michelle shefveland. scrap.templates 8 (great for panos!), outdoor adventure stickers
Hi all! Kris here today with a fun cell phone how-to…
Without a doubt, photographers are huge winners of the smartphone competition between Apple’s iPhone (IOS), Google’s (Android), and Microsoft’s Windows Phone. Just recently Nokia announced a 41 Megapixel camera on its most recent Windows phone the Lumia 1020! Perhaps the coolest new feature these smart phone cameras and apps have is fast and simple panoramic shots. On our recent trip to Montana, we couldn’t resist at least one panorama shot every place we went and usually more than one.
This post is going to focus on the Panoramic capabilities of the most recent versions of IOS (6.0) and Android (4.2). The process is so simple, you can’t help shaking your head in amazement the first time you try it. Here are the steps for both phones. If you are using an older iPhone or Android version, see the bottom of the post for third-party apps that can give you great end results, although not quite as simple to use. Again, keep in mind that you’ll need IOS 6.0 or later or Android 4.2 or later to use the approach shown in this post.
1. Open the camera app and press the Options button at the top.
2. Press the Panorama button
3. Position the camera to the left most point of the panorama shot you wish to take. If you want to pan right to left, just tap the arrow and the direction will reverse. Now Press the shutter button (camera icon) at the bottom of the screen.
4. Move (pan) the iPhone continuously and slowly to the right. Be sure to keep the arrow moving along the blue line to keep the panorama as straight as possible.
5. Either pan for the full 240 degrees that is the default size, or press the done button when you have what you want.
6. Here are two quick final results I got by varying where I stood and the degrees I panned.
1. Open the standard camera app:
2. Press the camera icon to pop-up the options, and then press on the panorama icon:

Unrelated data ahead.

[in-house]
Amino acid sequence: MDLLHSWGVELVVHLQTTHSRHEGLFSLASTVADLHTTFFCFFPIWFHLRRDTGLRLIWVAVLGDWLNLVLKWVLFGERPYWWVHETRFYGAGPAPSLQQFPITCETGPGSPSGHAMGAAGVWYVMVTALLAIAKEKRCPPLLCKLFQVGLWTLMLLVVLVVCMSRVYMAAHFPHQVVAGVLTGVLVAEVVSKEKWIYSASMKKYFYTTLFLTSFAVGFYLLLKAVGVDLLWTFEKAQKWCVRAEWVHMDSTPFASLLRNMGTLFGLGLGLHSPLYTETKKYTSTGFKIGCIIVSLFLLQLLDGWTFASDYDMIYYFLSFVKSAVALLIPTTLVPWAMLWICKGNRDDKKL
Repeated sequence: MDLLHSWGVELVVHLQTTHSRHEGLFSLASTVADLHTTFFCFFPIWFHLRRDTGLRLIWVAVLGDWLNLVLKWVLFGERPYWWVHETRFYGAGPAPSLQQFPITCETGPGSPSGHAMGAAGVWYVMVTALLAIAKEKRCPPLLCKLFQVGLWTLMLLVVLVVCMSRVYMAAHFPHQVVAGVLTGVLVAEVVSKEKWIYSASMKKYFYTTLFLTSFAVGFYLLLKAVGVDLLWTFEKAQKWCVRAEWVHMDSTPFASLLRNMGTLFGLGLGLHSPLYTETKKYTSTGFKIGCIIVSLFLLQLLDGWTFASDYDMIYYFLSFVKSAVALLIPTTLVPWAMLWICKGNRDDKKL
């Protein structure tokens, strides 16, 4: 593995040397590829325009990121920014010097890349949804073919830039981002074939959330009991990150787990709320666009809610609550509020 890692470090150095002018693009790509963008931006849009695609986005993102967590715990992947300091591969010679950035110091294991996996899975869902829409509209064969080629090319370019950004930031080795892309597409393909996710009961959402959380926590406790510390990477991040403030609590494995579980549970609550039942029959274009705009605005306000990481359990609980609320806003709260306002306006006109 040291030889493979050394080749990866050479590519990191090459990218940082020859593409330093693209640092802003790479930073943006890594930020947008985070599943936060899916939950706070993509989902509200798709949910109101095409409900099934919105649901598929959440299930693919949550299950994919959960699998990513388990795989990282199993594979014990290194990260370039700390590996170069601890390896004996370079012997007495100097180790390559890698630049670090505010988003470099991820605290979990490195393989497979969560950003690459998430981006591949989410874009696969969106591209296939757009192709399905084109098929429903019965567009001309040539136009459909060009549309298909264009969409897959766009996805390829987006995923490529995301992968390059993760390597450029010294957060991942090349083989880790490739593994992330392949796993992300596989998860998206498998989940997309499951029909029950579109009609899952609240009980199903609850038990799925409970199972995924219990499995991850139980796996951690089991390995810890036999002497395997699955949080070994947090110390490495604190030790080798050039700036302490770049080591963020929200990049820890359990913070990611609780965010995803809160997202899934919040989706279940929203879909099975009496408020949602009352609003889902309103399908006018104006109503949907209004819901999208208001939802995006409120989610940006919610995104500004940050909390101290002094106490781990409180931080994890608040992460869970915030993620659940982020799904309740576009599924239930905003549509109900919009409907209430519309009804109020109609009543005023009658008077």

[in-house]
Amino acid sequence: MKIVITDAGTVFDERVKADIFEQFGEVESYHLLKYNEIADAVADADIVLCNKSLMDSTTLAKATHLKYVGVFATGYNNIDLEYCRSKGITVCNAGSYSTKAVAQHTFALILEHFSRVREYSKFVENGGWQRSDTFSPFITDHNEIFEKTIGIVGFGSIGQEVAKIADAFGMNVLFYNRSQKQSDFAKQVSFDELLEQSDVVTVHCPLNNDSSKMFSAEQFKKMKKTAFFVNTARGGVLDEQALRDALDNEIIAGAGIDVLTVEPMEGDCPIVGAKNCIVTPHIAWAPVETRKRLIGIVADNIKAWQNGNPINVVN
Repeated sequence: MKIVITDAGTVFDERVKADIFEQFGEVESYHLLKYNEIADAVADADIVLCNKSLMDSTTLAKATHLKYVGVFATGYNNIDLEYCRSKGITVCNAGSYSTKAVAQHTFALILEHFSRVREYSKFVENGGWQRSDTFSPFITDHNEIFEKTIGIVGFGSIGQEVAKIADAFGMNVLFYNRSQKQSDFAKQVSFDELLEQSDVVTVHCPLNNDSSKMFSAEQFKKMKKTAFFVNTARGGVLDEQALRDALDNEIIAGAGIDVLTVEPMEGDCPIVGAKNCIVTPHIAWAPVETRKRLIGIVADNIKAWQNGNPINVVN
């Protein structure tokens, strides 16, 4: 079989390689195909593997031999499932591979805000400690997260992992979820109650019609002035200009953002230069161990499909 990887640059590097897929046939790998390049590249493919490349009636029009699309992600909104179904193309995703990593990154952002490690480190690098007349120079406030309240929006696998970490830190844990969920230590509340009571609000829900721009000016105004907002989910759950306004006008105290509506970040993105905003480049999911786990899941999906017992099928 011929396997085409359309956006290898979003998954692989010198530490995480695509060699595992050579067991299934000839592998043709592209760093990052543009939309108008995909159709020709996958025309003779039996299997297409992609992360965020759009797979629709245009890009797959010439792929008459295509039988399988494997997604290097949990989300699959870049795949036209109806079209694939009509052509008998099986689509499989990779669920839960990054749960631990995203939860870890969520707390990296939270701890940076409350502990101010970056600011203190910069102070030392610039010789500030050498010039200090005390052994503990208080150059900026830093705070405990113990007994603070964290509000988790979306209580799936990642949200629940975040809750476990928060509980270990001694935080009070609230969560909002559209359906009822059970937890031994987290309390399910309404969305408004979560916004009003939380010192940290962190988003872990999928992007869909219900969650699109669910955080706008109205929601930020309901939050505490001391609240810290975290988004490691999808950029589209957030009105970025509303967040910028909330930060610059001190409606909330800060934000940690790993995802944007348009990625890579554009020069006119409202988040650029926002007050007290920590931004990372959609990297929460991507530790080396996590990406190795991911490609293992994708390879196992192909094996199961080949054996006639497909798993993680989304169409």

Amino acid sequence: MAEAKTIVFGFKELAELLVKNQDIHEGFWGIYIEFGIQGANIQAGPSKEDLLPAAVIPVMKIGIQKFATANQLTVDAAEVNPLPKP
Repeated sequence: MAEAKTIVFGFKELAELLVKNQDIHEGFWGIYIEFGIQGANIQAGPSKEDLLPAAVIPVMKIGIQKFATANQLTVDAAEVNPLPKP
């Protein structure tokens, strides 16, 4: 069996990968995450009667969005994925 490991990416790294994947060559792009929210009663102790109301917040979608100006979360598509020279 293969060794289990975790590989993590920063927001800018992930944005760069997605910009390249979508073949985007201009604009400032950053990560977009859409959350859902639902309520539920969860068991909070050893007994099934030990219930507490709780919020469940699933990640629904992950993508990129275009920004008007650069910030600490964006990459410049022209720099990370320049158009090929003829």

3. Now position the camera at the left or right most point of the panorama you wish to capture. You’ll be able to go either direction.
4. Press the blue capture button and the capturing process begins. Move (pan) the camera slowly to the right or left and notice how the progress bar below the image will move as you pan. You can wait until a full 180 degree capture is made, or stop at any point by pressing the blue button.
5. Once you stop, the panorama will begin to render. This may take a few minutes, depending on how powerful your phone is.
Here is the final image:
Add some word art
Now you can edit the image to your liking, including the addition of word art. Here’s another example:
Still using an older smartphone?
If your smartphone is using an older operating system that doesn’t support the newest native Panorama apps, there are some really good apps that might work for you. These will work a bit differently and might not be as simple, but will still provide excellent panorama shots. A web search will find you others as well, but these seem to be amongst the most used out there.
Coming soon, I’ll show you how Google’s “photospheres” and “tiny planets” have made the next leapfrog in panoramic technology. It is a decent bet that the next iPhone, due out this fall, will include a similar feature.
iPhone Panorama Apps:
Android Panorama Apps
Have fun shooting! Kris Shefveland and team